Wilson and Coyne’s fifth highlights otherwise tough Indy 500 for Honda

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Fittingly, a dogged effort from one of IndyCar’s grittiest drivers put a positive finish on what had been a frustrating month of May for Honda at Indianapolis 500.

Justin Wilson rebounded from a day where he fell as far back as 26th to finish fifth for the plucky Dale Coyne Racing team, in the No. 19 Boy Scouts of America/Sonny’s BBQ Honda. The top Honda finisher on the day recorded his third top-10 finish in his last four ‘500 starts, and also posted the race’s fastest lap (226.940 mph on lap 185).

Wilson was one of only three Hondas that ended the race in the top 10, and for a majority of the day, only one or two Hondas made it in. Wilson’s comeback came after his team, led by engineer Bill Pappas, reverted the setup back to what had been working earlier in the week.

“We put it back to where it was, honestly,” said Wilson. “We had blistered the right rear tire at one point. I maxed out all my tools to stop it from getting too loose. We were doing 212s just hanging on! But after that, the car was quick, and we caught up to the pack.”

The drive was all the more remarkable given the uninterrupted stretch of green flag running from lap 61 to 193. Wilson was 24th on lap 110, 16th by lap 150, and 10th by lap 175.

His pair of female teammates showed well enough; Ana Beatriz drove a trouble-free race for her best ever 500 result, from 29th to 15th, while Pippa Mann was caught up in a bottleneck effect on a restart and made slight contact with the Turn 4 wall. Mann ran as high as second during an off-sequence pit strategy and was comfortable with her car in the laps she did have on track.

Beyond the Coyne fairytale, it was a month to forget for Honda. Simon Pagenaud and Charlie Kimball drove good races to end eighth and ninth, but that was all the manufacturer could muster.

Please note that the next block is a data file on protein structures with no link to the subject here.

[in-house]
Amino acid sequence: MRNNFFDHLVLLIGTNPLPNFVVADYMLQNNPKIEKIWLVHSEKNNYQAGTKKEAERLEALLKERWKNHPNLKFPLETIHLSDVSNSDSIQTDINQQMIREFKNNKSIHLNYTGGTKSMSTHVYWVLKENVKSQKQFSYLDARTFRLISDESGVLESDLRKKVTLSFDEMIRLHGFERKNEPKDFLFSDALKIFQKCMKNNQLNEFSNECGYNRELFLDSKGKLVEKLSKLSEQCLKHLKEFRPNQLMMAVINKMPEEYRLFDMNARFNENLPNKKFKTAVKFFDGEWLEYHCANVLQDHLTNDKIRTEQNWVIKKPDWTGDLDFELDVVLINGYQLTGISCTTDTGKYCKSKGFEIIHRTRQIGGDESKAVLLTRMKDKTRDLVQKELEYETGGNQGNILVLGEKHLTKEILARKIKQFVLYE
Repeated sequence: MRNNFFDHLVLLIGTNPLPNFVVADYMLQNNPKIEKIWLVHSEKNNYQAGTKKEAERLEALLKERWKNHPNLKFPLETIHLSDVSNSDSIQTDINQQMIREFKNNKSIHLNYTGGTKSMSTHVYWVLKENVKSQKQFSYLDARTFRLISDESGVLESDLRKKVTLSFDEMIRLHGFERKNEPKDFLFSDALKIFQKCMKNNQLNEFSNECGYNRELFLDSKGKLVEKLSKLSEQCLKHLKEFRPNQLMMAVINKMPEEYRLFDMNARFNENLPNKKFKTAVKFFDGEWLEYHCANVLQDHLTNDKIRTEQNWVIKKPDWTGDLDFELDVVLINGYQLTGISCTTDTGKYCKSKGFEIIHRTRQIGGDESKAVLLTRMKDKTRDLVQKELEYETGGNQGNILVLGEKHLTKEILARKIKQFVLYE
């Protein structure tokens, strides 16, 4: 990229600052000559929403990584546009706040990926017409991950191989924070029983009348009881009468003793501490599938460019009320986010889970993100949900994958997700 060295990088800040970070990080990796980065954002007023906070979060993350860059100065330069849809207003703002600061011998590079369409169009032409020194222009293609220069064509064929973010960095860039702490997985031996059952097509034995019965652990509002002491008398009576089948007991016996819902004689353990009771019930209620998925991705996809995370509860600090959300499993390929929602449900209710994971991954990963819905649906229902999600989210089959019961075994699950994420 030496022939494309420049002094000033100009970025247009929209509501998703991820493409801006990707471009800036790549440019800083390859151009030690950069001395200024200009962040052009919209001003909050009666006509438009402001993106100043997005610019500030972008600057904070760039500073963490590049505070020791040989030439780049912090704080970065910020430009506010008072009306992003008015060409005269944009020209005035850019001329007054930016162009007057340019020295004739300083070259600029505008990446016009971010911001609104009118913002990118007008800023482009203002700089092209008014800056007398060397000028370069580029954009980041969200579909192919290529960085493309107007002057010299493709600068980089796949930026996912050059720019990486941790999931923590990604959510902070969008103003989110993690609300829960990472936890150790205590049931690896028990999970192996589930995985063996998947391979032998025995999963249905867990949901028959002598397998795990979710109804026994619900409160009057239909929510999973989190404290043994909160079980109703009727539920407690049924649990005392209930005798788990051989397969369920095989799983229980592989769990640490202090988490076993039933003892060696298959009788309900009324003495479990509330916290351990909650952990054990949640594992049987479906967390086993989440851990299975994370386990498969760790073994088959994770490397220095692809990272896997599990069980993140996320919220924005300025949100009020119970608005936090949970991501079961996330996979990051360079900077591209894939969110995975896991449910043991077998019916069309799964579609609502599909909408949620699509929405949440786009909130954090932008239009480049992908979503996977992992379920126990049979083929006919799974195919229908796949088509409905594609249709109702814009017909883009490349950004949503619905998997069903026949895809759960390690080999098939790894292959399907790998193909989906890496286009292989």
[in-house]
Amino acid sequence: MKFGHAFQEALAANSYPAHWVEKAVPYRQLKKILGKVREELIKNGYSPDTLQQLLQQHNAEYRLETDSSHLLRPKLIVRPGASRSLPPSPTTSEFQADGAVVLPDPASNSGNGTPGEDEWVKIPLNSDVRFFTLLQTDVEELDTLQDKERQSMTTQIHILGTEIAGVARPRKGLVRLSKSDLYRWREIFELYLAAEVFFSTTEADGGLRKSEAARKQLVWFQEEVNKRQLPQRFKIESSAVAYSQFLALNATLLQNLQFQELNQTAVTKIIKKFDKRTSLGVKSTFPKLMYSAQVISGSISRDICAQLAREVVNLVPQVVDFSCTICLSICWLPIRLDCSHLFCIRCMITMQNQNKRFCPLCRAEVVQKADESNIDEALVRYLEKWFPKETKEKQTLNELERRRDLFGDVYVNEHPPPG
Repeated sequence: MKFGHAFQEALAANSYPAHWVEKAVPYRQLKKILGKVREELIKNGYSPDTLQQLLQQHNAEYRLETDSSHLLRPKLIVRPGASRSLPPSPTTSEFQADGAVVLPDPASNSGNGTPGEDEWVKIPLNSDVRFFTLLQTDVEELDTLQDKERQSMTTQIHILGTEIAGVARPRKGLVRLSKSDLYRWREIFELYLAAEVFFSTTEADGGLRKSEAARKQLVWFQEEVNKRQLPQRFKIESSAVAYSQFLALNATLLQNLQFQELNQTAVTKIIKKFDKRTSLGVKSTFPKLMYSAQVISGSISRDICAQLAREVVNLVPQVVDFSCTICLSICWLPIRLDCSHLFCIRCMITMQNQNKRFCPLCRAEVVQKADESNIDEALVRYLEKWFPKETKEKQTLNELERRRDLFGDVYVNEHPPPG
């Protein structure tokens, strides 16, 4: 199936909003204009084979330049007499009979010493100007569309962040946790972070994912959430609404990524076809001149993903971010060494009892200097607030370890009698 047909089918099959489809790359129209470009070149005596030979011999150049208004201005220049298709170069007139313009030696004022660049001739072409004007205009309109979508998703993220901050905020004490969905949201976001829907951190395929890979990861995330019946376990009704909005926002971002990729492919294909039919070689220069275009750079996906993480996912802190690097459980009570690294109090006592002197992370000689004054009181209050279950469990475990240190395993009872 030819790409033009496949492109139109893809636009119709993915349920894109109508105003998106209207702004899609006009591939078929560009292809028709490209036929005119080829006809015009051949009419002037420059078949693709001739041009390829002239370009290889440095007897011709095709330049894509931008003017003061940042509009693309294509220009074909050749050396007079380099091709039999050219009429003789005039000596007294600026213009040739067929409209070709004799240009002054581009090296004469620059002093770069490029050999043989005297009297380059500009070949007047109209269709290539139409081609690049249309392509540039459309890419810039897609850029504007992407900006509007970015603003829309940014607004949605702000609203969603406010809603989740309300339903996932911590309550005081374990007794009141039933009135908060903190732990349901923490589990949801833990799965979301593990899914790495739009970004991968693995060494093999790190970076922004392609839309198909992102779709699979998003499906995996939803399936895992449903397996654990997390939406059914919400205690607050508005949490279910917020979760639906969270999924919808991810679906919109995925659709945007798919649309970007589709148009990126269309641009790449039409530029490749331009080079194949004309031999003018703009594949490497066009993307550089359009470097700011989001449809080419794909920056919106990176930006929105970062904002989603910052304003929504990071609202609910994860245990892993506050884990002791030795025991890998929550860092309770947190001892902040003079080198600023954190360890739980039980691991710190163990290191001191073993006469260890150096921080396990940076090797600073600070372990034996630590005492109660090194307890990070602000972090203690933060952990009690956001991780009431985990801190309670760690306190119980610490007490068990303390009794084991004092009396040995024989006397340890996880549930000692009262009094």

Alex Tagliani and Scott Dixon had been the strongest Hondas throughout the race, but Tagliani brushed the Turn 1 wall on lap 168, damaging his suspension and ending his chances, while Dixon ran between ninth and 15th all day, ending just 14th. Dixon’s Ganassi teammates Dario Franchitti and Ryan Briscoe were surprisingly non-factors.

A.J. Foyt’s pair was rarely a factor; Takuma Sato’s spun interrupted his race, while rookie Conor Daly made it home without incident.

Rahal Letterman Lanigan Racing had insult added to injury to end its miserable month – both of its cars were fined for a blend line violation, James Jakes got a second penalty for a pit safety infraction, and Graham Rahal crashed on lap 194, which set up the eventual final restart.

Pagenaud’s Schmidt teammates couldn’t really show their full hand; Tristan Vautier ran smoothly but quietly to 16th while Katherine Legge’s early charge was stunted by Beatriz sliding up the road at the exit of Turn 2, which caused suspension damage.

Lastly, Josef Newgarden of Sarah Fisher Hartman Racing had something happen to his car in the first stint, and he was never able to recover the lost laps.

WATCH LIVE: ABC Supply 500 at 2 p.m. ET on NBCSN

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The Verizon IndyCar Series’ run of different types of tracks continues with today’s ABC Supply 500 from Pocono Raceway, as the final superspeedway race of the year to kick off the final four-race stretch of the 2017 season comes after a July where the series raced once apiece on a short oval, a street course and permanent road course.

You can watch the 200-lap, 500-mile race from Pocono Raceway in Long Pond, Pa. live on NBCSN (stream link here); the series is back live on NBCSN for the duration of the season after the last two races were live on CNBC, with an NBCSN same day encore.

Kevin Lee is on the call from Pocono along with analysts Townsend Bell and Paul Tracy, with Jon Beekhuis, Katie Hargitt, Anders Krohn and Robin Miller in the pits.

IndyCar coverage will run from 2 through 6 p.m. ET.

After qualifying, here’s some of the questions to consider in Pocono:

  • How will the championship picture shake out after today’s race?
  • Might a new or surprise winner enter the mix?
  • Can Honda get back to winning and stop Team Penske and Chevrolet’s three-race win streak?
  • How might temperature, wind and downforce levels change the game?

My colleague Kyle Lavigne is on site in Pocono this weekend and may have some additional thoughts going into today’s race.


Tanak wins Rally Germany, Ogier retakes WRC points lead

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Ott Tänak flew to his second victory of the FIA World Rally Championship season in Germany on Sunday as Sebastien Ogier moved back into the lead of the drivers’ standings with three rounds to go.